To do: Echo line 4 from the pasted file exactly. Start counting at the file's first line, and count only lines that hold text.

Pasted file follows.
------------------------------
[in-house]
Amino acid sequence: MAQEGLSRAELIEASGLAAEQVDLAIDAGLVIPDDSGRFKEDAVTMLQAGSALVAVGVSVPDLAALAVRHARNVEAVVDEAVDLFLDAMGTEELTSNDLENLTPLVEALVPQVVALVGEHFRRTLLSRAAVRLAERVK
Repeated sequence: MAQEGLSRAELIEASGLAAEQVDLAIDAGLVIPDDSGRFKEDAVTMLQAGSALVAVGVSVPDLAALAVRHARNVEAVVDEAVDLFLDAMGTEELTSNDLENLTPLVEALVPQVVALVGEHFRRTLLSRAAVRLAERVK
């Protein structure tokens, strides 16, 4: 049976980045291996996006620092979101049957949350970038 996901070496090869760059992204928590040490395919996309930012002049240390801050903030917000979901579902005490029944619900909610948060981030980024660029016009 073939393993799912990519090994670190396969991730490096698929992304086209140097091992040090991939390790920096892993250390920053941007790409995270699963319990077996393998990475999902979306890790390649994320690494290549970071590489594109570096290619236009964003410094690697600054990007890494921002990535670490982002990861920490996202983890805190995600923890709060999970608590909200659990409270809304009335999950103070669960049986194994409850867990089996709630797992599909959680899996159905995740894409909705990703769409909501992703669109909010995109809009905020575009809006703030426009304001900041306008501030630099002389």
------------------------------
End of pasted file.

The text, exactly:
């Protein structure tokens, strides 16, 4: 049976980045291996996006620092979101049957949350970038 996901070496090869760059992204928590040490395919996309930012002049240390801050903030917000979901579902005490029944619900909610948060981030980024660029016009 073939393993799912990519090994670190396969991730490096698929992304086209140097091992040090991939390790920096892993250390920053941007790409995270699963319990077996393998990475999902979306890790390649994320690494290549970071590489594109570096290619236009964003410094690697600054990007890494921002990535670490982002990861920490996202983890805190995600923890709060999970608590909200659990409270809304009335999950103070669960049986194994409850867990089996709630797992599909959680899996159905995740894409909705990703769409909501992703669109909010995109809009905020575009809006703030426009304001900041306008501030630099002389």